The chief usefulness of the ALVAC-AIDSVAX vaccine will probably be what it can teach infectious-disease researchers about what is happening in the immune system when a person is even somewhat protected against HIV, the Washington Post reported.
"We really need to go through the data to see if there are effects here that are potentially useful," Kim said.
He predicted that information gained from the trial after the results are fully analyzed will have "important implications for the design of future HIV vaccines," the Post reported.
Fauci stressed that the new trial results do not mark "the end of the road," but he was surprised and pleased by the outcome, the AP reported.
"It gives me cautious optimism about the possibility of improving this result" and developing a more effective AIDS vaccine, he said. "This is something that we can do."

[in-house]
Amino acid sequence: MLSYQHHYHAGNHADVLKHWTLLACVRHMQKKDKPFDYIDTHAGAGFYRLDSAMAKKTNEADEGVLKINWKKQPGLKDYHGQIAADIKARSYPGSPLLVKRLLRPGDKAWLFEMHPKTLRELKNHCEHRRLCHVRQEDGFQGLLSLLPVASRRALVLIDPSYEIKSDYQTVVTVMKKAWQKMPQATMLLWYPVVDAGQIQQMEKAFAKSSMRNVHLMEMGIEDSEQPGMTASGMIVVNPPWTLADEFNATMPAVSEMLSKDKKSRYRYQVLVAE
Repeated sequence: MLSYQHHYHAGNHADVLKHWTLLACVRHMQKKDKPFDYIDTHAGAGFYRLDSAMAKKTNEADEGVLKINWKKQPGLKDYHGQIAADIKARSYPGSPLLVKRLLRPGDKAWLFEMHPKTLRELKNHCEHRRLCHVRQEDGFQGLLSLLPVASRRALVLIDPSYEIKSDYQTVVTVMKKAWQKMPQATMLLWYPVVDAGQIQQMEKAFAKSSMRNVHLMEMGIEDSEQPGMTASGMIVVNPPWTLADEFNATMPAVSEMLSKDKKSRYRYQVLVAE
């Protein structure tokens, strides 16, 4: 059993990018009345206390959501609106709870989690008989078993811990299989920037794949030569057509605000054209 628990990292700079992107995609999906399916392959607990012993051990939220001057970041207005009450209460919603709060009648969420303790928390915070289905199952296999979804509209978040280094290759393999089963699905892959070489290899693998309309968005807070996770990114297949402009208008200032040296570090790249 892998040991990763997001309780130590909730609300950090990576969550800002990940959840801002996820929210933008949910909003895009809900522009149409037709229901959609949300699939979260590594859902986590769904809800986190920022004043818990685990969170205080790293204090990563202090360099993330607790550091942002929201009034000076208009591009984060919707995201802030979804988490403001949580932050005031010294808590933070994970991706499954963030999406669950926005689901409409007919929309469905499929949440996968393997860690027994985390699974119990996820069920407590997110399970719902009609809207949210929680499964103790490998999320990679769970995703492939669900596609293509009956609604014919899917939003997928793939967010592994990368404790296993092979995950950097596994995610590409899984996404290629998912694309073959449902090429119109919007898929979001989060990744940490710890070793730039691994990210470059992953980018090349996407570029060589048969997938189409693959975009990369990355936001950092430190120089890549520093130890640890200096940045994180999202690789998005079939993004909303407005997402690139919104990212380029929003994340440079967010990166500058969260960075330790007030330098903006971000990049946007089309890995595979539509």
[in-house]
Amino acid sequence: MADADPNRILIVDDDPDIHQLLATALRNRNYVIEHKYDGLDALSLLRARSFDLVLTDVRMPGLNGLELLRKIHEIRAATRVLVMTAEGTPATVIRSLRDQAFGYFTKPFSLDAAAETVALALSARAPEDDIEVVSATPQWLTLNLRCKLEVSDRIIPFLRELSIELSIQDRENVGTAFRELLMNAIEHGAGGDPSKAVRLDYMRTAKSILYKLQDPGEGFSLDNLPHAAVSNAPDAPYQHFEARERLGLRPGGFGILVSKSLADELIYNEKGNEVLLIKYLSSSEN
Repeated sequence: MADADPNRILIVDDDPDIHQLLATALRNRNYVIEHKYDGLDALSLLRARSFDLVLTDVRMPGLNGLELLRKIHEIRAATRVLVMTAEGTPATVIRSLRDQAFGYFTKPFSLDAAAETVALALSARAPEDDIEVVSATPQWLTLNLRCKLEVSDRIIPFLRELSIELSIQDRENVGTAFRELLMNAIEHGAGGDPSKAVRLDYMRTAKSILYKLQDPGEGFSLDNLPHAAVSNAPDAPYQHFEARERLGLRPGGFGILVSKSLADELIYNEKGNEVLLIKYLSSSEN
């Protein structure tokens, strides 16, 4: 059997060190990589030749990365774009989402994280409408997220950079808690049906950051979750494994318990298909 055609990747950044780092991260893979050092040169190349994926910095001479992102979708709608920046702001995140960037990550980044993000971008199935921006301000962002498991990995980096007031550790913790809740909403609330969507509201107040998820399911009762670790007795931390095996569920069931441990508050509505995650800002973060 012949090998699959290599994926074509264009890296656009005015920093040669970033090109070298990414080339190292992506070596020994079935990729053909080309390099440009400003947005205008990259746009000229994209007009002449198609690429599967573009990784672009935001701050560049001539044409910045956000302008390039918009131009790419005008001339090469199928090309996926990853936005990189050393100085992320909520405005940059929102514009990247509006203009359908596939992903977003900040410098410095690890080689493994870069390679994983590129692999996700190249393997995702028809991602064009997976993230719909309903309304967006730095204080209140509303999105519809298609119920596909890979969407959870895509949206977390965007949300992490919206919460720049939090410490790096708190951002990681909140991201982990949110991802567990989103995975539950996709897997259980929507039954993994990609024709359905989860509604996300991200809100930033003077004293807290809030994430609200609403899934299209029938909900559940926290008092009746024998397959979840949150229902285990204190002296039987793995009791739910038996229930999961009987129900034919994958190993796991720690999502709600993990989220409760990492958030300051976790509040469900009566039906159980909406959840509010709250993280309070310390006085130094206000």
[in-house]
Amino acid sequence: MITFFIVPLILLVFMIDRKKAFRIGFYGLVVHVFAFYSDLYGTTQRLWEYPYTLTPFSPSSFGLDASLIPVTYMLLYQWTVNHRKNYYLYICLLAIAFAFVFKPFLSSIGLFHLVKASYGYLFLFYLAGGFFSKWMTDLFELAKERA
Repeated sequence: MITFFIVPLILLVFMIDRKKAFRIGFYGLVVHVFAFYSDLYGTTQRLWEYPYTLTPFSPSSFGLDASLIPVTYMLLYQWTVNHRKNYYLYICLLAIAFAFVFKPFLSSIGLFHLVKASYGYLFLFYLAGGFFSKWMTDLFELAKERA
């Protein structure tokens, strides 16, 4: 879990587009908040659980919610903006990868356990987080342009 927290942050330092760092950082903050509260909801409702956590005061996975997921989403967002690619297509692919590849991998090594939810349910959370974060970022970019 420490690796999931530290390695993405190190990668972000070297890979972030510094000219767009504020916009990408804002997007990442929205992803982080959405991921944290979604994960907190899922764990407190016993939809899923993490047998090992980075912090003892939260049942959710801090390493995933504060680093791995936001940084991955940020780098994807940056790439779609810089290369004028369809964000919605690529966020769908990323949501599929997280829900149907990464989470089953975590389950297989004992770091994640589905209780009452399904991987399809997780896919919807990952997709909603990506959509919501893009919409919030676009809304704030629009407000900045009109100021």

Leaders in the search for an AIDS vaccine were also heartened by the news.
Seth Berkley, president and chief executive officer of the International AIDS Vaccine Initiative, said in a statement: "It's the first demonstration that a candidate AIDS vaccine provides benefit in humans. Until now, we've had evidence of feasibility for an AIDS vaccine in animal models. Now, we've got a vaccine candidate that appears to show a protective effect in humans, albeit partially."
Dr. Alan Bernstein, executive director of the Global HIV Vaccine Enterprise, said in a statement: "This is a historic day in the 26-year quest to develop an AIDS vaccine. The results of the Thai Phase III HIV vaccine clinical trial of the 'prime-boost' combination . . . demonstrate that a safe and effective AIDS vaccine is an achievable goal. This trial is the first demonstration in humans that, with more research, it will be possible to develop a vaccine that is fully protective against HIV."
In 2007, 33 million people around the world were living with
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